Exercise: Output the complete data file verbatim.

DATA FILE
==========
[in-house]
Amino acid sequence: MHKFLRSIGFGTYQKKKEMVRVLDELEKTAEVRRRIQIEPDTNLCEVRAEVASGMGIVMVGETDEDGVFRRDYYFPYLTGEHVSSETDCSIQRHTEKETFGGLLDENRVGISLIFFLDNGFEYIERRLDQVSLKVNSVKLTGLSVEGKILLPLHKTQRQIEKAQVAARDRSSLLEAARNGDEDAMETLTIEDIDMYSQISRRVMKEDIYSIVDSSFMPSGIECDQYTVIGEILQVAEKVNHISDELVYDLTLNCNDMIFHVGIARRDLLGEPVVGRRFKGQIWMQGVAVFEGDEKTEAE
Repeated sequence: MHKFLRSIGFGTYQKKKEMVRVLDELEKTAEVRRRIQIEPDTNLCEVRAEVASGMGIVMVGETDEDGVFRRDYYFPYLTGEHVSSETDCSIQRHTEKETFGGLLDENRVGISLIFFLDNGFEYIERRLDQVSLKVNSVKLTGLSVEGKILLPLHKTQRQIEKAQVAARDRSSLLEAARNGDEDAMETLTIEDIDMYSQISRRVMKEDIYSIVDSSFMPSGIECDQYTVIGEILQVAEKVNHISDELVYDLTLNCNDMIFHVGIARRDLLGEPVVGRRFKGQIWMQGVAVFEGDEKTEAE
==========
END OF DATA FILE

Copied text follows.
[in-house]
Amino acid sequence: MHKFLRSIGFGTYQKKKEMVRVLDELEKTAEVRRRIQIEPDTNLCEVRAEVASGMGIVMVGETDEDGVFRRDYYFPYLTGEHVSSETDCSIQRHTEKETFGGLLDENRVGISLIFFLDNGFEYIERRLDQVSLKVNSVKLTGLSVEGKILLPLHKTQRQIEKAQVAARDRSSLLEAARNGDEDAMETLTIEDIDMYSQISRRVMKEDIYSIVDSSFMPSGIECDQYTVIGEILQVAEKVNHISDELVYDLTLNCNDMIFHVGIARRDLLGEPVVGRRFKGQIWMQGVAVFEGDEKTEAE
Repeated sequence: MHKFLRSIGFGTYQKKKEMVRVLDELEKTAEVRRRIQIEPDTNLCEVRAEVASGMGIVMVGETDEDGVFRRDYYFPYLTGEHVSSETDCSIQRHTEKETFGGLLDENRVGISLIFFLDNGFEYIERRLDQVSLKVNSVKLTGLSVEGKILLPLHKTQRQIEKAQVAARDRSSLLEAARNGDEDAMETLTIEDIDMYSQISRRVMKEDIYSIVDSSFMPSGIECDQYTVIGEILQVAEKVNHISDELVYDLTLNCNDMIFHVGIARRDLLGEPVVGRRFKGQIWMQGVAVFEGDEKTEAE